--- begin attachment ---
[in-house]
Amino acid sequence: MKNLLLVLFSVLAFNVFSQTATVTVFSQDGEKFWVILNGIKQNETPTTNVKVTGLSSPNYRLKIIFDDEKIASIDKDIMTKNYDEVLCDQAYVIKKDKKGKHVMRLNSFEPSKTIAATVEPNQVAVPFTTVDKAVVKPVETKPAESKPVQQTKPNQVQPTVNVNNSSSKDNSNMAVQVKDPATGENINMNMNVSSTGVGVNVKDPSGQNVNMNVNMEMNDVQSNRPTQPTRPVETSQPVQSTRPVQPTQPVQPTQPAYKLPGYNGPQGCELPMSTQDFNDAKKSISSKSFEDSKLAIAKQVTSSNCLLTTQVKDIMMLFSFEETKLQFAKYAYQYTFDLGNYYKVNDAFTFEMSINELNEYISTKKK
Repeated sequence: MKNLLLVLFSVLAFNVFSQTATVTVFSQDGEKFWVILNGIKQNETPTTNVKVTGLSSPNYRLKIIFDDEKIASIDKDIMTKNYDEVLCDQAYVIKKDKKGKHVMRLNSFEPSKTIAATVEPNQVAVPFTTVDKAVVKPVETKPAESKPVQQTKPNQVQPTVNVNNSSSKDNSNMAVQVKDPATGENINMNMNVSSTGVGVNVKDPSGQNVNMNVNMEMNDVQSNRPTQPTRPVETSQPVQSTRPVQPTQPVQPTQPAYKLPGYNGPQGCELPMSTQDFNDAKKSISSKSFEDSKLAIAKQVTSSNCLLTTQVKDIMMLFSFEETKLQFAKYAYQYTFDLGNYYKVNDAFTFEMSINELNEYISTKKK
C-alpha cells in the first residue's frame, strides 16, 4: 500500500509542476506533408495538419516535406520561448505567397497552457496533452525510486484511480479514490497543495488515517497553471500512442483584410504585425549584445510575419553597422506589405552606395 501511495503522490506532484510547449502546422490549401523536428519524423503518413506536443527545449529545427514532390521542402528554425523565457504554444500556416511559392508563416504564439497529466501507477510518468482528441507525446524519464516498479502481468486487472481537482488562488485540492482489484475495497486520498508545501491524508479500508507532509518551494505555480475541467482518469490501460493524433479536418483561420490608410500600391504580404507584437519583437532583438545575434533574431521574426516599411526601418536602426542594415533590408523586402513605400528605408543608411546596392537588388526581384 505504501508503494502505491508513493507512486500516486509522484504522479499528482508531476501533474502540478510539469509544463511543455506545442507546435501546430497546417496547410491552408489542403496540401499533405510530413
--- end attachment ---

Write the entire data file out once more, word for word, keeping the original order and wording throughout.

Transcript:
[in-house]
Amino acid sequence: MKNLLLVLFSVLAFNVFSQTATVTVFSQDGEKFWVILNGIKQNETPTTNVKVTGLSSPNYRLKIIFDDEKIASIDKDIMTKNYDEVLCDQAYVIKKDKKGKHVMRLNSFEPSKTIAATVEPNQVAVPFTTVDKAVVKPVETKPAESKPVQQTKPNQVQPTVNVNNSSSKDNSNMAVQVKDPATGENINMNMNVSSTGVGVNVKDPSGQNVNMNVNMEMNDVQSNRPTQPTRPVETSQPVQSTRPVQPTQPVQPTQPAYKLPGYNGPQGCELPMSTQDFNDAKKSISSKSFEDSKLAIAKQVTSSNCLLTTQVKDIMMLFSFEETKLQFAKYAYQYTFDLGNYYKVNDAFTFEMSINELNEYISTKKK
Repeated sequence: MKNLLLVLFSVLAFNVFSQTATVTVFSQDGEKFWVILNGIKQNETPTTNVKVTGLSSPNYRLKIIFDDEKIASIDKDIMTKNYDEVLCDQAYVIKKDKKGKHVMRLNSFEPSKTIAATVEPNQVAVPFTTVDKAVVKPVETKPAESKPVQQTKPNQVQPTVNVNNSSSKDNSNMAVQVKDPATGENINMNMNVSSTGVGVNVKDPSGQNVNMNVNMEMNDVQSNRPTQPTRPVETSQPVQSTRPVQPTQPVQPTQPAYKLPGYNGPQGCELPMSTQDFNDAKKSISSKSFEDSKLAIAKQVTSSNCLLTTQVKDIMMLFSFEETKLQFAKYAYQYTFDLGNYYKVNDAFTFEMSINELNEYISTKKK
C-alpha cells in the first residue's frame, strides 16, 4: 500500500509542476506533408495538419516535406520561448505567397497552457496533452525510486484511480479514490497543495488515517497553471500512442483584410504585425549584445510575419553597422506589405552606395 501511495503522490506532484510547449502546422490549401523536428519524423503518413506536443527545449529545427514532390521542402528554425523565457504554444500556416511559392508563416504564439497529466501507477510518468482528441507525446524519464516498479502481468486487472481537482488562488485540492482489484475495497486520498508545501491524508479500508507532509518551494505555480475541467482518469490501460493524433479536418483561420490608410500600391504580404507584437519583437532583438545575434533574431521574426516599411526601418536602426542594415533590408523586402513605400528605408543608411546596392537588388526581384 505504501508503494502505491508513493507512486500516486509522484504522479499528482508531476501533474502540478510539469509544463511543455506545442507546435501546430497546417496547410491552408489542403496540401499533405510530413